Sony VPL-VW590ES 4K SXRD Projector Review & Comments

Harold88

Member
Thanks for the reply DB9S, I was not asking for figures.. I have them and they are all over the place... one site has native on/off at 9,000:1 another has on/off at 15,000:1

I belive that 9000:1 is measured with iris full open and full zoom but who knows...
 

DB9S

Well-known Member
Thanks for the reply DB9S, I was not asking for figures.. I have them and they are all over the place... one site has native on/off at 9,000:1 another has on/off at 15,000:1 I was merely wondering what an owner thought about the black levels they see at home watching something with the projector. It does not take an expert to see if the black levels are bad mediocre or good. I am going from a 55es to something better. I like the sharpness of the Sony projectors but if the blacks are just marginally better on the 590 then I will get the N5........... p.s. I have a Batcave environment
In light of your post above, I would say that the blacks of the 590 are likely better than the 55.
The dynamic system used by the Sony is the most artefact free I have seen. They are very effective in general.
However, in your environment, you would definitely benefit from the JVCs contrast.
In most scenes the Sony will have better contrast, but at the very lowest levels the JVC is better.
Very personal if you crave the deepest blacks above all else.
The Sony will have better motion and lower lag times (if you are into gaming).
If possible see them both in action, however on paper the N5 has the 590 beat in most aspects.
 
o_O

Oh deary, here you go again.
You are asking that like I undertook the measurements myself. I didn't.
I am just reiterating a range figures I have read over time that people have measured, to help the asker of the question.
Please ask God as to how those tests were carried out, as I have absolutely zero idea.
K? Thanks. :confused::(
Dont you find it a bit problematic to post nr that you dont know what means?

I find it very confusing. And im truly curious as i never personally measured a sony with a native open iris calibrated contrast that high. I can only think it might be max closed iris contrast. And yes it makes a difference.
 
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Thanks for the reply DB9S, I was not asking for figures.. I have them and they are all over the place... one site has native on/off at 9,000:1 another has on/off at 15,000:1 I was merely wondering what an owner thought about the black levels they see at home watching something with the projector. It does not take an expert to see if the black levels are bad mediocre or good. I am going from a 55es to something better. I like the sharpness of the Sony projectors but if the blacks are just marginally better on the 590 then I will get the N5........... p.s. I have a Batcave environment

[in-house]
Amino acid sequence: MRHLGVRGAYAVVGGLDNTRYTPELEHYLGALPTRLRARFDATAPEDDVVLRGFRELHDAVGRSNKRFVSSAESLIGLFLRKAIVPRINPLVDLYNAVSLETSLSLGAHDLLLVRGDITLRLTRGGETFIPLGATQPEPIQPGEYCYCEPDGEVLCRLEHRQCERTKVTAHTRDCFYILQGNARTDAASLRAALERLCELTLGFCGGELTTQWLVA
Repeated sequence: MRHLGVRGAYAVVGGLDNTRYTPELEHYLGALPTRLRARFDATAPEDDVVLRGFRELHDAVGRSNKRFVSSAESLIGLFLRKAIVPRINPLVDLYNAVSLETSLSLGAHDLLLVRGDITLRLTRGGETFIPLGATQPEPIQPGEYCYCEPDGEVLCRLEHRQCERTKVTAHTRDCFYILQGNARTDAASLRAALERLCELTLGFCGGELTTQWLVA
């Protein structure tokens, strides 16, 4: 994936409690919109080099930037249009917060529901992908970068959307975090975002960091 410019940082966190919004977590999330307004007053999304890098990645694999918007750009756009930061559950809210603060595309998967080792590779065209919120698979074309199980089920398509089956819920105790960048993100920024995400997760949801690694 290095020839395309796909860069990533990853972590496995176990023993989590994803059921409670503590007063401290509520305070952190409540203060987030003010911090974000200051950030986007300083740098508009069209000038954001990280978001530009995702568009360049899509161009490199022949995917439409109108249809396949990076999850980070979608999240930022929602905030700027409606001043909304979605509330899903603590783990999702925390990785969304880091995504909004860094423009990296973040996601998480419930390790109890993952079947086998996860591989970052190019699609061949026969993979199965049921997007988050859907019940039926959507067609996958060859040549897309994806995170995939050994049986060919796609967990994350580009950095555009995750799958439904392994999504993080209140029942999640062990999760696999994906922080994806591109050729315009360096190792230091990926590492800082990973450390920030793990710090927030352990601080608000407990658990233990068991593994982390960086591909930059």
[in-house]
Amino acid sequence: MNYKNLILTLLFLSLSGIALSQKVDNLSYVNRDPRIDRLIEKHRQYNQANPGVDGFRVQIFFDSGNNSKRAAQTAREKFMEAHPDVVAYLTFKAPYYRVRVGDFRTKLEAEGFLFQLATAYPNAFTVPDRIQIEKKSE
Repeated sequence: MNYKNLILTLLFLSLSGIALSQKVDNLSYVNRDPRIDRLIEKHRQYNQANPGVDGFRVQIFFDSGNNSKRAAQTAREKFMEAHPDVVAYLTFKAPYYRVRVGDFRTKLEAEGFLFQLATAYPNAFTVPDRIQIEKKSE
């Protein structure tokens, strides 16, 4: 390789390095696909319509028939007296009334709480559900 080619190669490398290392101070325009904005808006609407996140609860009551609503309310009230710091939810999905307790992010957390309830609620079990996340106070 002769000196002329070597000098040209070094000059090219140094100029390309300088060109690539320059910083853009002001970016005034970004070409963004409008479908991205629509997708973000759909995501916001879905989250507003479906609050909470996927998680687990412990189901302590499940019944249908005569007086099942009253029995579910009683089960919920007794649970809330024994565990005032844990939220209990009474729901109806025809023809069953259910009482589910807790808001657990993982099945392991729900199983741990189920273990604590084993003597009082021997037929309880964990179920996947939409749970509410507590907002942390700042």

Its important to keep in mind that there is hyge sample tolerances. Personally i prefer the capability of the JVC to turn off all artificial processing. The sony might look a bit sharper but i find that a artificial digital sharpness. Both sony and jvc can have big contrast and color uniformity issues. JVC have a huge advantage in regard to bit graduation on screen and calibration capabilities. And not least contrast. No matter what make sure you buy online so you have 14 days full return right. Specially JVC have horrible service on tolerance issues.
 

AndyC_772

Active Member
For what it's worth, I found my Sony very artifically sharp out of the box... really not nice to watch at all.

I spent a while setting it up, and now it's anything but.
 

DB9S

Well-known Member
Dont you find it a bit problematic to post nr that you dont know what means?

I find it very confusing. And im truly curious as i never personally measured a sony with a native open iris calibrated contrast that high. I can only think it might be max closed iris contrast. And yes it makes a difference.
Not really,.
I have no way to control what contrast people measured or what circumstances they measured them under.
Just doing my best to help another member. Even though it is now evident the numbers weren't what they were looking for anyway.
 

DB9S

Well-known Member
For what it's worth, I found my Sony very artifically sharp out of the box... really not nice to watch at all.

I spent a while setting it up, and now it's anything but.
That is the beauty of being able to adjust such things. Some like things super sharp. Others do not. C'est La Vie.
 

waypost

Standard Member
For what it's worth, I found my Sony very artifically sharp out of the box... really not nice to watch at all.

I spent a while setting it up, and now it's anything but.
well then if the sony is too sharp?? then I guess it would make sense to wait it out until the NZ7 hits the stores and be done with any future upgrades...
 

Slinkywizard

Well-known Member